But also in the Old Testament, they anointed, which I think this word anointing is used this way, they anointed their prophet, priests and kings. It was recognized that God’s had commissioned them that his spirit dwelt with him, for them to fulfill the calling that God had placed them for in this world, prophet, priest and King. When you get to the New Testament, God like a prophet calls you to proclaim His truth. God calls every believer a royal priest, meaning you belong to the king, and you are a priest representing people before God. So when we think about this term, in the Old Testament, this term anointing was a very special term for God’s people called on a special mission for His glory in this world, prophet, priest, and King.
And when you get to the New Testament, that same title used for those particular people, Jesus now uses for you, prophet, priest, king. In the midst of this darkness, you belong to Jesus on a mission for His glory. And the strength of that mission comes through your abiding, not savoring yourself from Christ, but rather, walking in line of who he is.
As Christians, we can get scared, we can feel defeated. We can talk like we’ve already lost, not walk in victory. We can act like the weight of the world is on our shoulders. The gospel really doesn’t call you to fight for it. The Gospel calls you to share it. Jesus can take care of himself. It’s like this gospel doesn’t need you to fight for it, it just needs you to let it out of the cage, and let God take care of the rest. Because if you live in a place where the population is 99%, Christian, or 1%, Christian, what you do for Jesus shouldn’t change.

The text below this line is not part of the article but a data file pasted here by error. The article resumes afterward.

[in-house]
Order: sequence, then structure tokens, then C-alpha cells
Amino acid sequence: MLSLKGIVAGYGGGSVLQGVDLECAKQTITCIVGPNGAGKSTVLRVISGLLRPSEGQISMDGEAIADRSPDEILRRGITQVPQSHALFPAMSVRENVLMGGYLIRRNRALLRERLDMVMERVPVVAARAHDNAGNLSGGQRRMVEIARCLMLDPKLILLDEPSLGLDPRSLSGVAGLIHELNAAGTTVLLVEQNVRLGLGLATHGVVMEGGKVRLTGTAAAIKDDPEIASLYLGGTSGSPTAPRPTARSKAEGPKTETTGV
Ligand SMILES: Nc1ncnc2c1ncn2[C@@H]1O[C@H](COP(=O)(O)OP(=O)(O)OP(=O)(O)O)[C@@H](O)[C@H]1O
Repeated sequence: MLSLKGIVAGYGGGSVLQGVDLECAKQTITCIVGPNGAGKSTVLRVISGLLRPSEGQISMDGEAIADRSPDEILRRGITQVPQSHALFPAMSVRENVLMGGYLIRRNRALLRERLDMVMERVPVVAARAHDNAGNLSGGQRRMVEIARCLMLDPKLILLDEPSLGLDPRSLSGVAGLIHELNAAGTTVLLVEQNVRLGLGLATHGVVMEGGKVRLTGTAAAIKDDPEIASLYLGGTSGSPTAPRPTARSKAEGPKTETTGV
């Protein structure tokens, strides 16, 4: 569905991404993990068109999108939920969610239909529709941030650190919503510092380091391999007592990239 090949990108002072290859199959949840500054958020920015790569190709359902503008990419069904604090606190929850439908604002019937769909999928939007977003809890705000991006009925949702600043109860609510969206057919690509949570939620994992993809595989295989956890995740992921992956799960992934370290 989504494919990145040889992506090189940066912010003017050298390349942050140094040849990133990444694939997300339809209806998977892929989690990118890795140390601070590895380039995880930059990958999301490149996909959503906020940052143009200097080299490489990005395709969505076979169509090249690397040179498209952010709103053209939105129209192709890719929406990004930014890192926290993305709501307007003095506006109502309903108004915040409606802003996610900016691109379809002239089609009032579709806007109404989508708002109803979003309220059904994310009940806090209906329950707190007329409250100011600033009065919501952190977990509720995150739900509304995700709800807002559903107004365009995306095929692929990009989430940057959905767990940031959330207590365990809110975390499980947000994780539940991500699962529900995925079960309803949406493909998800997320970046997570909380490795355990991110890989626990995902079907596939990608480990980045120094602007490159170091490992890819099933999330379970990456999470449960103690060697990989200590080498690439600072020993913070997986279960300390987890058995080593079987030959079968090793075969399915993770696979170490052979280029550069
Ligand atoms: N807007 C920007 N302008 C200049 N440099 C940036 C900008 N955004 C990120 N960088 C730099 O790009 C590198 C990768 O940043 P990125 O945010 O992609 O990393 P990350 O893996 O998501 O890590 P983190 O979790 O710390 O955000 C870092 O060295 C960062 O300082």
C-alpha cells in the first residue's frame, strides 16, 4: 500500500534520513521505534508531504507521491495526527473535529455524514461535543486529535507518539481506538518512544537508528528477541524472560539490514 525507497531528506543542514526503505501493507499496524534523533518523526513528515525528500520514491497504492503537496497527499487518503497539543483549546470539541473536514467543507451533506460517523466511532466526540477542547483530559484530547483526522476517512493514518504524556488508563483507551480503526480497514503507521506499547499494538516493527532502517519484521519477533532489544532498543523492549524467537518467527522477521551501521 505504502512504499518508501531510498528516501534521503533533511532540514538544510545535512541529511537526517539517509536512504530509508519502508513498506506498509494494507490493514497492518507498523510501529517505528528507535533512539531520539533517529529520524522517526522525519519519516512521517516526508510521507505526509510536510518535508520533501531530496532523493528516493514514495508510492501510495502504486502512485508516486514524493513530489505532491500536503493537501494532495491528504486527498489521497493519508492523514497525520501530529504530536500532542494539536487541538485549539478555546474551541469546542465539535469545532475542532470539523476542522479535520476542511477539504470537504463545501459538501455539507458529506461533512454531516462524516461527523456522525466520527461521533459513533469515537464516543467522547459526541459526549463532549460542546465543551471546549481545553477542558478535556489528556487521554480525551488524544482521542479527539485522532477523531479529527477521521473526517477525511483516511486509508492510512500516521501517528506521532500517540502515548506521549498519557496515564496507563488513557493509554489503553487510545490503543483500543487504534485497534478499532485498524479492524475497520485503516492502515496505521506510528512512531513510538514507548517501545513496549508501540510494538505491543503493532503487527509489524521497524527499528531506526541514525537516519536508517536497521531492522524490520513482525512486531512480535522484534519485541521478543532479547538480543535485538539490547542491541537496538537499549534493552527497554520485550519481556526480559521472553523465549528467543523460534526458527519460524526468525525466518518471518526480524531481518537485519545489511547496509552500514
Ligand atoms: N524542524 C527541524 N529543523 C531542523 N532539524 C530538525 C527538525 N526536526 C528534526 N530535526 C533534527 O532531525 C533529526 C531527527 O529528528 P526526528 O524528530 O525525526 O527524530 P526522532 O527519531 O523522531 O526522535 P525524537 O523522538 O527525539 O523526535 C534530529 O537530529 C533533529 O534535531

Every day, you wake up and live for His glory. The world’s going to do its things regardless. But God calls us to live for Jesus. Last hour? Yes, it’s the last hour. Anti christ. Yes, there’s Antichrist. There’s many Antichrist, John said, but you are anointed. You’re called to abide. You are strong, as he says in verse 14. And you don’t surrender the things of God back to this world. John is encouraging us rather than to be lulled by the culture, and just embrace the culture simply because the culture does it, is not what God calls you to do.
God also doesn’t call you to hide from Him, rather what God calls you to do is to redeem, not fight against people, for people. To help on people understand why we do what we do, and how to use it for His glory. In your own life, figuring out how to honor God’s kingdom, in the world that you live in. If it’s worldly, the things that you do, if it’s for selfish pleasures, lose it. But if you can redeem it, redeem it. Whether you eat or whether you drink, or whatever you do, do it all for His glory.